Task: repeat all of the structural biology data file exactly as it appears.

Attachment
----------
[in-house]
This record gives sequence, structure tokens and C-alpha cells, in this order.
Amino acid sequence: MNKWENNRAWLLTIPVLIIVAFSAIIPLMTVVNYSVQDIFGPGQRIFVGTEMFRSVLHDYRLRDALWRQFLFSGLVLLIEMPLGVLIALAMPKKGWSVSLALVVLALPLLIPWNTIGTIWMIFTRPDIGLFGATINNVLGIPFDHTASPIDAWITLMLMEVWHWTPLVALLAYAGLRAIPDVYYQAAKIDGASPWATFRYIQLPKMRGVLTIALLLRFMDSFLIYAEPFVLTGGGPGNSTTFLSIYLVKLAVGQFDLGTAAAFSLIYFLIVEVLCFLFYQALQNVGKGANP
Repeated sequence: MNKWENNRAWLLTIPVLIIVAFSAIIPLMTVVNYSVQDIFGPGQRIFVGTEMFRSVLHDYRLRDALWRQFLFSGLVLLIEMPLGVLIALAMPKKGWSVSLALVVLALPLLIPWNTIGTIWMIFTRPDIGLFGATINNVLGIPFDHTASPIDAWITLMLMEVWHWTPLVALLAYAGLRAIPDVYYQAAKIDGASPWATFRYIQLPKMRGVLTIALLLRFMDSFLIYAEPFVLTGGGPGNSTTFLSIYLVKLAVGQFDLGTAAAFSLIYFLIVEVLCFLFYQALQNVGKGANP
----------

[in-house]
This record gives sequence, structure tokens and C-alpha cells, in this order.
Amino acid sequence: MNKWENNRAWLLTIPVLIIVAFSAIIPLMTVVNYSVQDIFGPGQRIFVGTEMFRSVLHDYRLRDALWRQFLFSGLVLLIEMPLGVLIALAMPKKGWSVSLALVVLALPLLIPWNTIGTIWMIFTRPDIGLFGATINNVLGIPFDHTASPIDAWITLMLMEVWHWTPLVALLAYAGLRAIPDVYYQAAKIDGASPWATFRYIQLPKMRGVLTIALLLRFMDSFLIYAEPFVLTGGGPGNSTTFLSIYLVKLAVGQFDLGTAAAFSLIYFLIVEVLCFLFYQALQNVGKGANP
Repeated sequence: MNKWENNRAWLLTIPVLIIVAFSAIIPLMTVVNYSVQDIFGPGQRIFVGTEMFRSVLHDYRLRDALWRQFLFSGLVLLIEMPLGVLIALAMPKKGWSVSLALVVLALPLLIPWNTIGTIWMIFTRPDIGLFGATINNVLGIPFDHTASPIDAWITLMLMEVWHWTPLVALLAYAGLRAIPDVYYQAAKIDGASPWATFRYIQLPKMRGVLTIALLLRFMDSFLIYAEPFVLTGGGPGNSTTFLSIYLVKLAVGQFDLGTAAAFSLIYFLIVEVLCFLFYQALQNVGKGANP